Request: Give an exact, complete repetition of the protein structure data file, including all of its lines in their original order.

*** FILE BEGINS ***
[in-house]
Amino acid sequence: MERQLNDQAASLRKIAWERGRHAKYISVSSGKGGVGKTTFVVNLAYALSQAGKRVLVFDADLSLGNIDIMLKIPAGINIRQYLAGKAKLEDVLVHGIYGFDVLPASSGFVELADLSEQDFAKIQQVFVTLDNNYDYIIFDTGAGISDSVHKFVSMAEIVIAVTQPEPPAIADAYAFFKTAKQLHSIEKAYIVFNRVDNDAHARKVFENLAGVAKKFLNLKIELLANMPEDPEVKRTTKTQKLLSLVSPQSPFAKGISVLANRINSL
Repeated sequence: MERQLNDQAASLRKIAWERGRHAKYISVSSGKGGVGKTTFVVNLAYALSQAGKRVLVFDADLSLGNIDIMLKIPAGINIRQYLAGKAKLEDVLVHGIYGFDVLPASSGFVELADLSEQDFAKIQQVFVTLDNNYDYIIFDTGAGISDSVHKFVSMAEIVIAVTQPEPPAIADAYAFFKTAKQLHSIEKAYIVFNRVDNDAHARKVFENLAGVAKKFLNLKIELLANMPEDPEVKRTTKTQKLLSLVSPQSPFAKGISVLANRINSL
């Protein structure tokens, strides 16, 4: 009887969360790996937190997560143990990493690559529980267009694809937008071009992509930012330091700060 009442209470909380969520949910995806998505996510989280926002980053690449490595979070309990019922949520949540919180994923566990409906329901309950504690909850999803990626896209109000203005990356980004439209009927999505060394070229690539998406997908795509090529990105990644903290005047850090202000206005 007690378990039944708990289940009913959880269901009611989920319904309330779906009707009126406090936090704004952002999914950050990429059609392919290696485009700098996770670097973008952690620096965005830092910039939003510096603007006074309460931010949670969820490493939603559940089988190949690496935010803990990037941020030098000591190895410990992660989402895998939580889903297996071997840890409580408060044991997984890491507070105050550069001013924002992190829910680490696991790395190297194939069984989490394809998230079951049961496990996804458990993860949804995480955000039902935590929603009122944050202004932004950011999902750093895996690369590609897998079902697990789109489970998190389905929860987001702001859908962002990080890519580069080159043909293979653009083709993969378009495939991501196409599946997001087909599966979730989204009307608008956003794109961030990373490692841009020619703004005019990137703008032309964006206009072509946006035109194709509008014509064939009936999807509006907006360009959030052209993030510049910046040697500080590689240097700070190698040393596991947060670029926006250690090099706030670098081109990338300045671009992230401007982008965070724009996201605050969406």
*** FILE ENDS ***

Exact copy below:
[in-house]
Amino acid sequence: MERQLNDQAASLRKIAWERGRHAKYISVSSGKGGVGKTTFVVNLAYALSQAGKRVLVFDADLSLGNIDIMLKIPAGINIRQYLAGKAKLEDVLVHGIYGFDVLPASSGFVELADLSEQDFAKIQQVFVTLDNNYDYIIFDTGAGISDSVHKFVSMAEIVIAVTQPEPPAIADAYAFFKTAKQLHSIEKAYIVFNRVDNDAHARKVFENLAGVAKKFLNLKIELLANMPEDPEVKRTTKTQKLLSLVSPQSPFAKGISVLANRINSL
Repeated sequence: MERQLNDQAASLRKIAWERGRHAKYISVSSGKGGVGKTTFVVNLAYALSQAGKRVLVFDADLSLGNIDIMLKIPAGINIRQYLAGKAKLEDVLVHGIYGFDVLPASSGFVELADLSEQDFAKIQQVFVTLDNNYDYIIFDTGAGISDSVHKFVSMAEIVIAVTQPEPPAIADAYAFFKTAKQLHSIEKAYIVFNRVDNDAHARKVFENLAGVAKKFLNLKIELLANMPEDPEVKRTTKTQKLLSLVSPQSPFAKGISVLANRINSL
């Protein structure tokens, strides 16, 4: 009887969360790996937190997560143990990493690559529980267009694809937008071009992509930012330091700060 009442209470909380969520949910995806998505996510989280926002980053690449490595979070309990019922949520949540919180994923566990409906329901309950504690909850999803990626896209109000203005990356980004439209009927999505060394070229690539998406997908795509090529990105990644903290005047850090202000206005 007690378990039944708990289940009913959880269901009611989920319904309330779906009707009126406090936090704004952002999914950050990429059609392919290696485009700098996770670097973008952690620096965005830092910039939003510096603007006074309460931010949670969820490493939603559940089988190949690496935010803990990037941020030098000591190895410990992660989402895998939580889903297996071997840890409580408060044991997984890491507070105050550069001013924002992190829910680490696991790395190297194939069984989490394809998230079951049961496990996804458990993860949804995480955000039902935590929603009122944050202004932004950011999902750093895996690369590609897998079902697990789109489970998190389905929860987001702001859908962002990080890519580069080159043909293979653009083709993969378009495939991501196409599946997001087909599966979730989204009307608008956003794109961030990373490692841009020619703004005019990137703008032309964006206009072509946006035109194709509008014509064939009936999807509006907006360009959030052209993030510049910046040697500080590689240097700070190698040393596991947060670029926006250690090099706030670098081109990338300045671009992230401007982008965070724009996201605050969406």